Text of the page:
Dispatch: Who could hate tasty toaster pastries?

A dedicated Pop-Tart store joined its candy friends M&Ms and Hershey’s by popping up in Times Square yesterday — but some people aren’t happy about it. Stier appeared on CNBC’s “Power Lunch” to debate anti-obesity crusader MeMe Roth , where he argued that it’s okay to occasionally indulge in a sugary snack as part of an overall balanced diet.

Dr. Whelan says the contretemps reveals some people’s attitudes toward food. “People love to think in these dichotomies — food is either ‘good food’ or ‘bad food.’ ‘We’re fighting obesity, therefore one should never ever eat a Pop-Tart.’ The underlying rationale is that because we’re in a crisis of fighting obesity, Kellogg’s should not be marketing Pop-Tarts in any way.”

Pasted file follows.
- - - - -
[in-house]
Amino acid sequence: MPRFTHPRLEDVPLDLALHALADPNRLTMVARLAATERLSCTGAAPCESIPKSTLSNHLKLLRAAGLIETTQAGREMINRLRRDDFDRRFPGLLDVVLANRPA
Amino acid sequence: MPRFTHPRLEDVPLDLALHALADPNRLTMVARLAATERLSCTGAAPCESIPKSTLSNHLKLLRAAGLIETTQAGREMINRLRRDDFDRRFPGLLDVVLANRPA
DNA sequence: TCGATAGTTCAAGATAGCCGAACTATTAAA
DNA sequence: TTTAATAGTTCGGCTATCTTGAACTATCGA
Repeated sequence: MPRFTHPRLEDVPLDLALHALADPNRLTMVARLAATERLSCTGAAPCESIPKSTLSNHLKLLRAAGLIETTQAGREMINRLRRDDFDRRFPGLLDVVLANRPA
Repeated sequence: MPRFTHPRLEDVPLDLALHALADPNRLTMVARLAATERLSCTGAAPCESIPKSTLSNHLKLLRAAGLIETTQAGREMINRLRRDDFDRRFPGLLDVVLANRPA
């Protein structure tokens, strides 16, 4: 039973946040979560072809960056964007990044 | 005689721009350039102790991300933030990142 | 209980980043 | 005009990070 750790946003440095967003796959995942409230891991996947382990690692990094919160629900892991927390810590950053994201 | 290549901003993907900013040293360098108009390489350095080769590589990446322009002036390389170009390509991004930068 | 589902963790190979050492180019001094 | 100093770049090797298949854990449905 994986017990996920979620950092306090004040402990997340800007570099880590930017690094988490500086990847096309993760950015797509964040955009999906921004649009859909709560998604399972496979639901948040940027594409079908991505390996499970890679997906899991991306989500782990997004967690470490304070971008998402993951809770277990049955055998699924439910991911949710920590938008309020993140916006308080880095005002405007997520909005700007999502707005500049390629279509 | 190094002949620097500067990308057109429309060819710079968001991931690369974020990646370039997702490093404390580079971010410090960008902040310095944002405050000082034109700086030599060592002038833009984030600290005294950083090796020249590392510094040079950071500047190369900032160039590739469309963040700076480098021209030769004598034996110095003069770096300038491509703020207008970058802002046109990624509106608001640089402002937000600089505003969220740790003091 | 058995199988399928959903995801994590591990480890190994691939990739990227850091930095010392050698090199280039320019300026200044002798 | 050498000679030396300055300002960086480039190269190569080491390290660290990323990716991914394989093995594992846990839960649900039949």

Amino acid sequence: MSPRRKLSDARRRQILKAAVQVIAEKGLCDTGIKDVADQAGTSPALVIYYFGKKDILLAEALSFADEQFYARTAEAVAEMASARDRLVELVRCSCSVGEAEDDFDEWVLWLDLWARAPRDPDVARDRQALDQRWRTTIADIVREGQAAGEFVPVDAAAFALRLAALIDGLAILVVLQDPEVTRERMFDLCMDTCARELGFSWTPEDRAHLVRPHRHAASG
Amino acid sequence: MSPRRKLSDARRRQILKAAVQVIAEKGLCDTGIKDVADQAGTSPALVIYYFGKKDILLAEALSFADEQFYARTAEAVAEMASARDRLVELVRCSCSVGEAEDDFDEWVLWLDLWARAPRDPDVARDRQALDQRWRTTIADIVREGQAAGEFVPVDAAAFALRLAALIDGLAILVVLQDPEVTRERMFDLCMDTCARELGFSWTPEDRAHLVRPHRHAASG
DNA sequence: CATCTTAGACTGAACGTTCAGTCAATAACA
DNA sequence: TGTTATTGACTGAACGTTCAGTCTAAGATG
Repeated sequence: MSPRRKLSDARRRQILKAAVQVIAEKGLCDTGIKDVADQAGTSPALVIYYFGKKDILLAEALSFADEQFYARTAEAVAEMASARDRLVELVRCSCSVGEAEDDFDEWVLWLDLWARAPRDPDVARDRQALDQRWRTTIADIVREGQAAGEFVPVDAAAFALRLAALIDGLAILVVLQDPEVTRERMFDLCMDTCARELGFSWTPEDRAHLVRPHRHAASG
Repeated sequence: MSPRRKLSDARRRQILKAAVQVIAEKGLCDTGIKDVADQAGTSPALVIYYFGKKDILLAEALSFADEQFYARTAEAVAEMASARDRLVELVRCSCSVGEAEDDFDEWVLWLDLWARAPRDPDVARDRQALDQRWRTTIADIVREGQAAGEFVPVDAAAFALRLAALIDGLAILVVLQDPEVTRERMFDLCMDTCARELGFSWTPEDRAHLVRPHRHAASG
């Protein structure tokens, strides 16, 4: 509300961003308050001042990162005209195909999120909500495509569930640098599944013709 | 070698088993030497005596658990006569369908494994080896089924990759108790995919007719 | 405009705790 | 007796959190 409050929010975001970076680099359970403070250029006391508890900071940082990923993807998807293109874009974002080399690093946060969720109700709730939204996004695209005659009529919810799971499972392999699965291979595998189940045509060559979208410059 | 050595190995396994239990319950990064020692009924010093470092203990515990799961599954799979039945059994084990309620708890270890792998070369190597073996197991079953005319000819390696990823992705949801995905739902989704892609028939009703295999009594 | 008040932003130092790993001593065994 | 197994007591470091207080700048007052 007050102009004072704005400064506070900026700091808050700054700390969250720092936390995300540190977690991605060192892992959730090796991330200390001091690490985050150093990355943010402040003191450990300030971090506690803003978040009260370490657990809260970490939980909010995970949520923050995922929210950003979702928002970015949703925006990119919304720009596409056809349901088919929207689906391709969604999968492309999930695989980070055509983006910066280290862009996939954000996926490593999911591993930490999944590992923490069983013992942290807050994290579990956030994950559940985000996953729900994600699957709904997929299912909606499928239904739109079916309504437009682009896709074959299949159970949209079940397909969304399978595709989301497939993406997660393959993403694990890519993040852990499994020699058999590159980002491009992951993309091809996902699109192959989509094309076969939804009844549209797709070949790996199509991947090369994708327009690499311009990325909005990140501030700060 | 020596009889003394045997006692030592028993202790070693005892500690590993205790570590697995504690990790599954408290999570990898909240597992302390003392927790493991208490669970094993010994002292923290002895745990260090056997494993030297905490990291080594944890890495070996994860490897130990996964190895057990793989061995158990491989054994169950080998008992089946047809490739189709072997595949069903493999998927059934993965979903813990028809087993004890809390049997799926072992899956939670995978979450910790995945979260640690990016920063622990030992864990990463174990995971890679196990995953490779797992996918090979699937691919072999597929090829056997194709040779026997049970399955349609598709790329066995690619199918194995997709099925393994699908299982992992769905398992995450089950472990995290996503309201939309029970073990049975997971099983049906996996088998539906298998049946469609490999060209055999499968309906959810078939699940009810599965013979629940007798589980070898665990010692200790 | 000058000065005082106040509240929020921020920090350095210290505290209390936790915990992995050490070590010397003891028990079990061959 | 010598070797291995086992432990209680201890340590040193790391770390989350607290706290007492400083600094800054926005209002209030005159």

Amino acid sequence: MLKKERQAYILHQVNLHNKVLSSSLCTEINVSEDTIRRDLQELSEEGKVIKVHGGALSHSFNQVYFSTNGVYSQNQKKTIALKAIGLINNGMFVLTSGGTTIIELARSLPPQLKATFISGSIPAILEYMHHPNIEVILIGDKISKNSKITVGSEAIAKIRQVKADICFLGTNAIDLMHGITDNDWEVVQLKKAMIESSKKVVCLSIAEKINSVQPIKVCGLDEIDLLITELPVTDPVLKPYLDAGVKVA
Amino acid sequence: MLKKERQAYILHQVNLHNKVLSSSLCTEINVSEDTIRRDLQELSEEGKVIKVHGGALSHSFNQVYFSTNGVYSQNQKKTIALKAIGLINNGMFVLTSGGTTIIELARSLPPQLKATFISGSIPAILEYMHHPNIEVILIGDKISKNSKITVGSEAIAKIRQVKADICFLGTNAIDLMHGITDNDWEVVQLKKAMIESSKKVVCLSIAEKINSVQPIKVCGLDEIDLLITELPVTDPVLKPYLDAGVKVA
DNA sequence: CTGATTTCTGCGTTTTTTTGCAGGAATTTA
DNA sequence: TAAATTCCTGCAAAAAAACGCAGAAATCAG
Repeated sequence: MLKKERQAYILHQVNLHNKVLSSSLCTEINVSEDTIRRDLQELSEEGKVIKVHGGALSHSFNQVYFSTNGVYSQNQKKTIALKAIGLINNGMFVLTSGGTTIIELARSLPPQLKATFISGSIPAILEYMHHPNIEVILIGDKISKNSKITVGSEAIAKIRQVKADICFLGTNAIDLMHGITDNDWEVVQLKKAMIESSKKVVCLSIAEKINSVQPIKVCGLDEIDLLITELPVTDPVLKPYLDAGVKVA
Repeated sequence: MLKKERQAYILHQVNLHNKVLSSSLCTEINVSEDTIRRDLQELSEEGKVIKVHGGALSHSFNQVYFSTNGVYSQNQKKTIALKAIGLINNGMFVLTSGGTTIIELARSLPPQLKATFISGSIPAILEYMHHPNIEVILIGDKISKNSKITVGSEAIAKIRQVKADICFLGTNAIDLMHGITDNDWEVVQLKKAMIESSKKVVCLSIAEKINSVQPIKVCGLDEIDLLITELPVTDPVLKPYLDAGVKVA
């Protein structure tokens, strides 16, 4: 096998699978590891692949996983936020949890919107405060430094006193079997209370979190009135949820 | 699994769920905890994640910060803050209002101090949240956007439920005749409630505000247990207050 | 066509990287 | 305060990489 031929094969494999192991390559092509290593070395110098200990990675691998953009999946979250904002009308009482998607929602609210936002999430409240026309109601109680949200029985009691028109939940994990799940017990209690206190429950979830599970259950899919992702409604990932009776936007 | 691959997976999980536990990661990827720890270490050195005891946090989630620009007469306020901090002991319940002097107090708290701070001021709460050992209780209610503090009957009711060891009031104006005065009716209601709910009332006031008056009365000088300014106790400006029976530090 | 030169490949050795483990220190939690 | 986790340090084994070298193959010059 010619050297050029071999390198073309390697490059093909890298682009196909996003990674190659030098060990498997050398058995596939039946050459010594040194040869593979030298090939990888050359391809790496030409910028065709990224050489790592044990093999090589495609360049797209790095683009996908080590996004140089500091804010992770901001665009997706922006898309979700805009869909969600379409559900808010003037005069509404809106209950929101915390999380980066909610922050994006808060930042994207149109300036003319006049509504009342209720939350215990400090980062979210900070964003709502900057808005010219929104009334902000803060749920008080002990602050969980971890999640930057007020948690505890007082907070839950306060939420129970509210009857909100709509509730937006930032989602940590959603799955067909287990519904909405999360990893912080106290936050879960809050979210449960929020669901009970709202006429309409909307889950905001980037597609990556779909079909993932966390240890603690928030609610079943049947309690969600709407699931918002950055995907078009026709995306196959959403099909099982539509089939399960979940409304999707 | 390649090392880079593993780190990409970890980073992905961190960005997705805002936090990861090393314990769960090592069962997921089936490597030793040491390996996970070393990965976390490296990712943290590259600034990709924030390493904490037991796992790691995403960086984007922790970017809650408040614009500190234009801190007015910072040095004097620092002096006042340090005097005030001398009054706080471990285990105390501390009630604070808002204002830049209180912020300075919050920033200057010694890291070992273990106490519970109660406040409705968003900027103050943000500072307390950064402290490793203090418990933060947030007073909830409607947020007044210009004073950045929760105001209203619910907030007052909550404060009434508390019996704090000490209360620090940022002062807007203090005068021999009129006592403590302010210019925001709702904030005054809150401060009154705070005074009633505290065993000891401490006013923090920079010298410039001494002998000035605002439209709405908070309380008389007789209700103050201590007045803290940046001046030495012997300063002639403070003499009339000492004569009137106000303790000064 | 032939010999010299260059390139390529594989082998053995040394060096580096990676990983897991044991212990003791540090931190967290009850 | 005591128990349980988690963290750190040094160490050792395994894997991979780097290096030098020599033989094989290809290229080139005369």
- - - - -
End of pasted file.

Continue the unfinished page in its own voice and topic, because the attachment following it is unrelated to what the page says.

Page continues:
Dr. Whelan says the Pop-Tart foes are motivated by the same mentality as people who support soda taxes. “They think there are certain foods that make you fat, and that they should be either prohibited, discouraged, legally controlled or taxed. But that’s a far too simplistic approach to a complex problem. The real goal of those types is to extract funds is to extract tax funds to balance the budget, not to fight obesity.”